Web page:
NBA PM: Lowry Emerging in Houston
Who is the best point guard in NBA?
It’s not an easy question but atop of that list might be reigning NBA MVP Derrick Rose. How about Chris Paul of the Los Angeles Clippers? Rajon Rondo of the Boston Celtics? Even at his advanced age, Steve Nash has to be in that conversation.
One name that needs consideration, at least as the top emerging point guard, is Houston’s Kyle Lowry.
Through six games, the Rocket guard is averaging 10 assists a game, just a hair below Rondo’s league-leading 10.7.
Houston started the season at 2-2 before back-to-back losing visits to the Los Angeles Lakers and Clippers, and while it’s difficult to say if the Rockets will crack the top eight in the West, the team has taken on Lowry’s scrappy personality.
“He’s mentally and physically tough. He’s very quick with the basketball and he’s strong,” said Los Angeles Lakers Coach Mike Brown of Lowry. “[He knows] how to play the game and right now they’re playing the right way, and that leads to his strengths.”
Now in his sixth season, Lowry began his career as a reserve in Memphis and originally joined the Houston starting lineup when incumbent Aaron Brooks was down with an ankle injury.
It didn’t take long for Houston to recognize what they had with Lowry starting 71 games while averaging 6.7 assists per game; Brooks was eventually dealt to the Phoenix Suns.
“I think I’m going to get better every single year. More years, more time,” said Lowry. “The more opportunity, the more minutes, you’re going to get better because you’re on the floor and you’re getting more rhythm and more reps.”
From the start of his career, Lowry had to fight for minutes. The notion that opportunity alone is the reason for his success doesn’t hold true given the minutes some more-heralded players might walk into yet never come close to reaching their potential.
“That’s part of how I was brought up,” said Kyle. “I was brought up hard-nosed, my mother taught me to do things the hard way and I’ve never been given anything. I was never ranked high. I was never the guy, top high school player. I just went out there and worked hard and did what I could do to try to get better.”
During the offseason, Lowry could be found at Joe Abunassar’s Impact Basketball in Las Vegas. While a number of pros participated in a light-hearted summer league, Kyle was focused, diligent and dominating.
“I take everything seriously. Basketball is my job, it’s my life. It’s my livelihood,” said Lowry. “I love to play the game. Even probably if I’m not getting paid I would want to play this game. I played the game for free when I was younger. Right now I’m just getting paid to do a job that I love and the opportunity to live the life that I’m very fortunate to have.”
Lowry is one of many dynamic NBA point guards but he may be the best individual defender of the bunch. He’s always finding ways to impact the game and help his team win.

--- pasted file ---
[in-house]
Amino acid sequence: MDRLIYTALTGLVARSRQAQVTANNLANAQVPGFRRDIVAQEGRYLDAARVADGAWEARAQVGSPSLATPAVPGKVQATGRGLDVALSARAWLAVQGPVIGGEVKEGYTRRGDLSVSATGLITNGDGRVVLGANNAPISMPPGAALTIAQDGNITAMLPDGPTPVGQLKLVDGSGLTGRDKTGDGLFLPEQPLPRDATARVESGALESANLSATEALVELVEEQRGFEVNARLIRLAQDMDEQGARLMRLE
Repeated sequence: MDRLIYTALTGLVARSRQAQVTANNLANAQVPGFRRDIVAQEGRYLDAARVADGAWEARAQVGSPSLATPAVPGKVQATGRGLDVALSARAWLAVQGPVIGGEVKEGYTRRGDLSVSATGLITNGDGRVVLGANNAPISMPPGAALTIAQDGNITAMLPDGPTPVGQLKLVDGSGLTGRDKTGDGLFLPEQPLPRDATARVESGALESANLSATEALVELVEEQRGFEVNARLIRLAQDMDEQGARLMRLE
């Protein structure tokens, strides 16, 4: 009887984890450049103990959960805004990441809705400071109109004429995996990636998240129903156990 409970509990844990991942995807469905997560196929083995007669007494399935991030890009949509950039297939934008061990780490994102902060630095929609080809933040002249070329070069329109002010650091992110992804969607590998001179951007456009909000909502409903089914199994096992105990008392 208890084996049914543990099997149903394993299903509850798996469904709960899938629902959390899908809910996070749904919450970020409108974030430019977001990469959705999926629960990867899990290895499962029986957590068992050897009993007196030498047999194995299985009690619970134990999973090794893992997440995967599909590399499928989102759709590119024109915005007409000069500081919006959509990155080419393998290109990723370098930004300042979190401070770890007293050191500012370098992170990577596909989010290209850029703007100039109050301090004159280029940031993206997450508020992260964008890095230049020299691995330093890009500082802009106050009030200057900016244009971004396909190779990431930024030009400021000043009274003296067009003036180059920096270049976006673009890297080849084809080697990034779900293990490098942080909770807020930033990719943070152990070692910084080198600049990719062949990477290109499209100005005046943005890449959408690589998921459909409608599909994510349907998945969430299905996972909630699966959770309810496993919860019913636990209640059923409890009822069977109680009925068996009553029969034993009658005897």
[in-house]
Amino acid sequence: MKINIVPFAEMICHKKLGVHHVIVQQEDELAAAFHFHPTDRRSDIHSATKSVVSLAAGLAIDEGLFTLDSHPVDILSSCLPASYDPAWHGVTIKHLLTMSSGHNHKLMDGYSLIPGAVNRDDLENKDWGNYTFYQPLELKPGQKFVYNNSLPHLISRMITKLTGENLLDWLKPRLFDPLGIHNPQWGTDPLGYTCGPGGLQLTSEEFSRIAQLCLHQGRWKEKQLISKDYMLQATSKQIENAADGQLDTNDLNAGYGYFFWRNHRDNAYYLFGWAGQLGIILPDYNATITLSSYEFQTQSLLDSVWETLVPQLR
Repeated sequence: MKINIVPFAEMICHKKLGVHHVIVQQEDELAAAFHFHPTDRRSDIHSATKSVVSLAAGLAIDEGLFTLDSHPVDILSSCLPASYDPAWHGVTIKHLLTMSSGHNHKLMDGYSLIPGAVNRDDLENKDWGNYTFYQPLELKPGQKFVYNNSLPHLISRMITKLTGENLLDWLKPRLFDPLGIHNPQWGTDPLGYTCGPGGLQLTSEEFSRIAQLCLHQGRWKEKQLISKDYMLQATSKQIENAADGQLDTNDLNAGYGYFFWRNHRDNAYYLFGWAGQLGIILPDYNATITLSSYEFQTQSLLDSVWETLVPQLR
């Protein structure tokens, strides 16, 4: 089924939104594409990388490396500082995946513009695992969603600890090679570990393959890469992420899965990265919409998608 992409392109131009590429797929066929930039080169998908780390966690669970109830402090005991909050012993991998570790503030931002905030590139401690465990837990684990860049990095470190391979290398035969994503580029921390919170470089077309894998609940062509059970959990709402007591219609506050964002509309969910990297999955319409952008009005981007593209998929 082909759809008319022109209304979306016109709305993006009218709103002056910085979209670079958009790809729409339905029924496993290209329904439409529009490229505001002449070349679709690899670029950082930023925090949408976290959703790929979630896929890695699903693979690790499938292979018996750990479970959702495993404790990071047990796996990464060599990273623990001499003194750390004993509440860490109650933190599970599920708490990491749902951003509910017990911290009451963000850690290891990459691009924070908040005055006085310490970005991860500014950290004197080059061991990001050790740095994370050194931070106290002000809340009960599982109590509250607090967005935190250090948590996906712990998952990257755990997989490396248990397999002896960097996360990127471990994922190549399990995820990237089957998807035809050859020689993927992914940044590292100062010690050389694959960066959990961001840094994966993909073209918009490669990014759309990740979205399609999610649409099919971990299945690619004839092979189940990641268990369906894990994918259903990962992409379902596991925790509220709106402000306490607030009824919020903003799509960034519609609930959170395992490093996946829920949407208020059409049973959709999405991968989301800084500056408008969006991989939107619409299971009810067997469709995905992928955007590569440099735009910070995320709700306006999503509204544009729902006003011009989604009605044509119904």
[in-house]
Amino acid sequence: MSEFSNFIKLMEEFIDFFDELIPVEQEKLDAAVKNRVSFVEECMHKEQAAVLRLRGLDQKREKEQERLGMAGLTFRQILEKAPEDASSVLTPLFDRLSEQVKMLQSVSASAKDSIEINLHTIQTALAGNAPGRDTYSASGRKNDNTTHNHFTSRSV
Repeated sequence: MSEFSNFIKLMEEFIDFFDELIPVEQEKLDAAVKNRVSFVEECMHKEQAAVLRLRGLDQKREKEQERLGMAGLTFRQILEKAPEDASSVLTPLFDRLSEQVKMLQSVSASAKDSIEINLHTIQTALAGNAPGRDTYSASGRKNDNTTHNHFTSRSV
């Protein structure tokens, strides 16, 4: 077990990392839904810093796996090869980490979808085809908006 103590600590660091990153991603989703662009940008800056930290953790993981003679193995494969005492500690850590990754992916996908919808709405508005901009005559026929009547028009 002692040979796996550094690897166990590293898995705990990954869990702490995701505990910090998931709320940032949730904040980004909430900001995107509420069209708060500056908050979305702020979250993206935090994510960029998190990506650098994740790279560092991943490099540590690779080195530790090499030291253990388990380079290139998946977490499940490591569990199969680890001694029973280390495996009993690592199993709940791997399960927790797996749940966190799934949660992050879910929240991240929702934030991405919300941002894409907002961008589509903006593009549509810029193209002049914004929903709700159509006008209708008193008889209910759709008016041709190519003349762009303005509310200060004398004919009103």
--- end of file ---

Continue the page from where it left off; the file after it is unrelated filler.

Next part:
Recently MVP Derrick Rose visited the Clippers and he spoke of his admiration for Chris Paul.
“He’s a guard where doesn’t need to score the ball to win a game. It’s hard to stick that,” said Rose. “I think [Paul] and Rondo are the like the best in the NBA where they don’t have to shoot not a single shot but still can affect the game and give their teammates a lot of confidence. That’s something that I would want to put in my game but it’s going to take a little time.”
Lowry is averaging a career-high 15.3 points a game but recently had one of those special games against the Atlanta Hawks.
Despite missing all six of his field goal attempts (scoring two points on a pair of free throws), Lowry helped lead his team to an 11-point victory with a career-high 18 assists.
“Usually when you ask your team, how many guys think they can help win a game if you’re 1-8 from the field?” asked Rockets Coach Kevin McHale. “He’s a baller. He just goes out and plays . . . For us to get to be the type of team that we’ve got to become, we’ve got have eight, nine, 10 guys that say I can help this team even if I go 1-7.”
In Lowry’s estimation, that’s what a point guard is supposed to do.
“I just go out there and I do what I need to do for my team to win,” said Kyle. “Like Derrick said, Rondo’s one of the best at it, you’ve got guys who got out there and just know how to play the game. [Jason] Kidd does the exact same thing. Steve [Nash] can do it. Those guys know how to play the game and get their teammates involved and know how to be affective without scoring.”
“My teammates had it rolling and I didn’t. I’m a point guard. I’m always going to look for my teammates no matter what,” continued Lowry. “I can score two points and have eighteen and assists and like I did, and I’m happy, because we won. That’s all that matters at the end of the day is wins and losses.”
The Rockets are deep but young team. So far this season they’re 2-4, tied with four others in the West with a 33.3% winning percentage, just one game out of the top eight.
It’s difficult to write in Houston as a playoff team but the potential is there.
Lowry believes his team will improve as the year progresses.